The marine equipment sector offers a plethora of different products, some with their roots in century’s old practice, to completely new items. What will count as the leisure marine industry seeks to attract next generations is how well each product integrates into the user experience. Designs must keep pace with day-to-day expectations set ever higher by global pacemakers in consumer manufacturing and digital enterprise.

Recognition of the drive for design improvement lies at the heart of the DAME Award. Much of the development we see in the world around us is iterative. Even minor functional improvements that you would not necessarily perceive as innovative can yield significant gains in usability and customer acceptance.

What does ‘design’ mean?

The word ‘design’ means many things to many people. For some, it suggests aesthetics and beauty – for others, functionality, efficiency and other tangible end outcomes. The Japan Institute of Design Promotion offers the idea that design refers to a plan for achieving the objective of a new product or service. Colour, shape, technology, and function are all ways of realising this objective.

Lecturer at TU Delft’s Faculty of Industrial Design Engineering and DAME Award Jury, Dr Arjen Jansen, explained in his METSTRADE blog last year: “Great product design is user-centred. It’s both feasible and viable as well as desirable. We don't care about any one single element, such as technology, people, or money. Good design is sometimes mistaken for something that is shiny and beautiful outside, but that’s just one aspect. It's much more important to think from the inside out.”

That’s why you’ll find the DAME terms and conditions outline a broad range of design criteria against which each product is judged, down to the detail. Even the way the product is presented and explained will be a factor, simply because it helps the Jury understand the design effort made and it also says something about the design ethos of the leisure marine company presenting it.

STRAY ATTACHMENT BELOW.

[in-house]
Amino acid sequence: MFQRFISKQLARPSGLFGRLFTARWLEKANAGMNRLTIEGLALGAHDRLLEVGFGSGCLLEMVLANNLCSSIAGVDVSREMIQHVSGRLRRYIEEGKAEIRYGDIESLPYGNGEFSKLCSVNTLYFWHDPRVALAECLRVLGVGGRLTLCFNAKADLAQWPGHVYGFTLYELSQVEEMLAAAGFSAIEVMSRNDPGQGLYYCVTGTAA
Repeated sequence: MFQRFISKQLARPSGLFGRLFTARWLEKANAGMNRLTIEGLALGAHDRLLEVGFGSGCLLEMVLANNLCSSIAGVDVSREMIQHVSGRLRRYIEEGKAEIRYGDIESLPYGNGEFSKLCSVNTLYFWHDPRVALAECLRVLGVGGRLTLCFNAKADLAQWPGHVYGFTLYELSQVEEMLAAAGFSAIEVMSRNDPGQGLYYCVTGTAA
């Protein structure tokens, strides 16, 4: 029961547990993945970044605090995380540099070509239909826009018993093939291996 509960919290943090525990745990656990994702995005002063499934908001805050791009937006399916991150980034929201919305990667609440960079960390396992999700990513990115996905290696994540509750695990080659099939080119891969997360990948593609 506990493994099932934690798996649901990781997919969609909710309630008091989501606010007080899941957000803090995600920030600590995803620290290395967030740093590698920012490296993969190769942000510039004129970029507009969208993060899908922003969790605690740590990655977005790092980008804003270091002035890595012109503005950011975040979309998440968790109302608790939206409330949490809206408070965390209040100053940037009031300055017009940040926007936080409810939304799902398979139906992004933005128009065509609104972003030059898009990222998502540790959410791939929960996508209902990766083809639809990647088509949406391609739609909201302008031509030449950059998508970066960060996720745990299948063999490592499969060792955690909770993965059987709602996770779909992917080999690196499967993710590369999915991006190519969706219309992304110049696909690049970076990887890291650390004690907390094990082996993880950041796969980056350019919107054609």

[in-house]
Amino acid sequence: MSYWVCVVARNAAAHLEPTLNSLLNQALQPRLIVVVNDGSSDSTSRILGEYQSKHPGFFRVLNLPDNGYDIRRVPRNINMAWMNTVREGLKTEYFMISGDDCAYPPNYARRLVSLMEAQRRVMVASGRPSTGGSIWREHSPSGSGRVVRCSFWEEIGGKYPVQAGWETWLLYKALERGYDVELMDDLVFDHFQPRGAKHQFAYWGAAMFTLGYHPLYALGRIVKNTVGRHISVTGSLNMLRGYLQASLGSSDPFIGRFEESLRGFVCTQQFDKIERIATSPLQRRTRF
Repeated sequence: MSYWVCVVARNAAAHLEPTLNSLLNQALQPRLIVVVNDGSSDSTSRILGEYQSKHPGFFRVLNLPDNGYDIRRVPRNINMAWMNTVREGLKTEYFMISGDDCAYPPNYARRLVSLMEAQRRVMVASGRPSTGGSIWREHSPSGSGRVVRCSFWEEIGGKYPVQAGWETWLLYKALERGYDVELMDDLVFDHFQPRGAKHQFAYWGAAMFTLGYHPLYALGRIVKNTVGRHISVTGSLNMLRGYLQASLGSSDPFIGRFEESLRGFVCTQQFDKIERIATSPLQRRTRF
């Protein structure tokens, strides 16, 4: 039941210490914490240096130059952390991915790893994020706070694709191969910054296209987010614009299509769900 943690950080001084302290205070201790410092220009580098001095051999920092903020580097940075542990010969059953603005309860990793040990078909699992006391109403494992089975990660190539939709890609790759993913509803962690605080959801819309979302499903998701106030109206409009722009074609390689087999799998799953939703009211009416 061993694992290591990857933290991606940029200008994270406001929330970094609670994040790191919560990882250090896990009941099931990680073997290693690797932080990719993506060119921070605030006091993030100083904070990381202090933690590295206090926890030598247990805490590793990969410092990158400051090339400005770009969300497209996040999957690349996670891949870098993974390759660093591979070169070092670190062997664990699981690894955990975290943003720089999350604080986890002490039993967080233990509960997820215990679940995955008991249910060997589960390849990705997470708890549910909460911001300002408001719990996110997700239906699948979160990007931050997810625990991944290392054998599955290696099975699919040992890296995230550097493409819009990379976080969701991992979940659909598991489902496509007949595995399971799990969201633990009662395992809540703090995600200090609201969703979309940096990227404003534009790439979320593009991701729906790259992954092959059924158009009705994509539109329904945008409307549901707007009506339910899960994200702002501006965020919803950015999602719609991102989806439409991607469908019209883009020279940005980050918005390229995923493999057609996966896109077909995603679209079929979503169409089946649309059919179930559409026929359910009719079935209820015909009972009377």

The business value of design

So what is the payback for all of this focus on design? In a 2018 study, McKinsey & Company analysed the business value of design. It found a strong correlation between good design practice and business performance across various sectors, with the most differentiated companies performing exponentially better again.

The same report also highlighted issues with how companies integrate design into their processes, such as whether they engage end users in iterative design improvement and objectively set desired end outcomes and targets for design teams.

The McKinsey report studied 300 publicly listed companies The majority of METSTRADE exhibitors will not be operating anywhere near that scale, so the effort required to achieve design excellence is often proportionately far greater than for a large corporate body. That point neatly summarises what the DAME Awards seeks to celebrate. Thousands of nominated products and hundreds of overall and category winners have proven time and time again the leisure marine industry’s impressive capability to drive itself forward through great design.

We look forward to seeing the latest generation of brilliantly well-designed products when the window opens for DAME entries in July.